The provision of educational inspectorates in our schooling system has a clear mandate; to police systems, procedures and standards in our academic establishments. A clear and responsible duty but sadly Ofsted and Ofqual have erred on their respective duties much to the dismay of our teaching resources, parents and students.
With around 33,000 schools, 450, 000 teachers and 12.5m school children the stakes are high. Get it right and the UK educational standards can be judged to be safely improving as we would all wish and frankly expect. Get it wrong and the system falls into disrepute at the speed of light. It would be crass to assume something as vast as our educational schooling can run itself; there are too many factors involved. It therefore becomes a basic integer of a sound educational system that the checks and balances of the schooling system are steadfast and effective. We owe this to the students.
Yet we still struggle to maintain effective control. Successive Secretaries of State for Education have come and gone with desperately short tenures. Heads of Ofsted, the independent educational inspectorate, have started their tour of duty with high expectations and equal frustrations. Many have been recruited from the teaching profession, adopting the poacher turned gamekeeper role. And they certainly have a job to complete. The challenge is enormous. To achieve any success the head of Ofsted must possess the steadfast ability to challenge the government and motivate the teaching profession. Get it wrong and the Ofsted head is seen as a pariah by the teaching profession and an outcast by the government. It takes a brave unwavering soul to succeed.
Chris Woodhead some 18 years ago accepted the challenge. He, unlike his many processors could see a strategy to make a change. He gained acceptance from teachers and challenged the department for education whom he accused of failing to maintain the progressive educational standards our children needed. He achieved notoriety rather than outright success. In the end the system beat him. He retired frustrated still full of ideas and criticisms that harangue the system even today. Sir Michael Wilshaw the current head of Ofsted has an equally daunting task. The system hasn’t improved that much. Educational standards are still falling. Children are still subjected to manipulation of academic criteria and results induced by the dreaded achievement of targets. The Ofsted inspections are loathed rather than welcomed. And to cap it all Ofsted have been discovered to have been deploying cut and paste report writing tactics that would fail any student for plagiarism.
The biggest problem lies in the need to police the educational system. Simplistically the values and experience of Ofsted do not seem to be passed on. Sir Michael Wilshaw proved himself to be an exceptional head teacher in an inner city school that was ailing and failing. By the time he left Mossbourne academy in Hackney, London, its achievements were inspirational. The real benefit to our schooling system and the teaching profession would be to capture this knowledge and ability and project it as a positive function to head teachers and government departments. The inspectorate function of Ofsted should be handled by a separate team less it detracts from these positive opportunities. Instead we learn more of negative reports of the exploits of Ofsted; dawn raids, plagiarised inspection reports, school inspection shenanigans with poor teachers being given the day off, disruptive children being taken out for the day. We such scurrilous activity we obviously need a school police force. But this should be a different entity to the role Sir Michael could play in demonstrating how teachers could act to excel. A master class from an obvious master freed from the clutter and criticism that surrounds the structure of the current role.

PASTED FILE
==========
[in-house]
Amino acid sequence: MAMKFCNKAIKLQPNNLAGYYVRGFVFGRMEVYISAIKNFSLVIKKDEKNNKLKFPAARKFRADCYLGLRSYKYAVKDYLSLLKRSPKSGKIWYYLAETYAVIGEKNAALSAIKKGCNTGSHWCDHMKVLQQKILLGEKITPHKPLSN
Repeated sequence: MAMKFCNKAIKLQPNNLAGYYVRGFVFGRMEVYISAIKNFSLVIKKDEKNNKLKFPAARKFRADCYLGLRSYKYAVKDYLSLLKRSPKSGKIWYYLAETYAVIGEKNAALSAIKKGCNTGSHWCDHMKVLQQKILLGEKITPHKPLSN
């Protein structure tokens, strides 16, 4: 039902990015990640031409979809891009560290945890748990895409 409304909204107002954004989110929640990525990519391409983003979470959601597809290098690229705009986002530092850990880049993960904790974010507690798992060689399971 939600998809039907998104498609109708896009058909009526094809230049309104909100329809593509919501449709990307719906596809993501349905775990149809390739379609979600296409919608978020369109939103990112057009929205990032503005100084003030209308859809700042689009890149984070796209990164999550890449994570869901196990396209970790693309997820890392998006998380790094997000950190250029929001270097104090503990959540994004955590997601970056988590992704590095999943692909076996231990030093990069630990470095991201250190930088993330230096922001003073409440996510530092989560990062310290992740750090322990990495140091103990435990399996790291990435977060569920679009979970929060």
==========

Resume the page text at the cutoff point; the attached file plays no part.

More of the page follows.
The third element of our schooling structure should focus on curriculum development. Enough of the lowered exam standards leeched into the system by Ofqual resulting in inadequate commercial relevance and restrictions in the scope open to teachers. But this needs to be led by a Secretary for Education who is in the role for the long term. Rumours now abound that Michael Gove may shortly be moved to a new role in the cabinet and yet another short term Minister will take over and attempt to reorganise our educational process in the 18 months they are in the role. We owe our children a sound, relevant and high quality standard of education that can match or better the standards in the global market. A league table the UK is slipping down badly with little hope of a trend reversal without a radical review of the role Ofsted and Ofqual should play.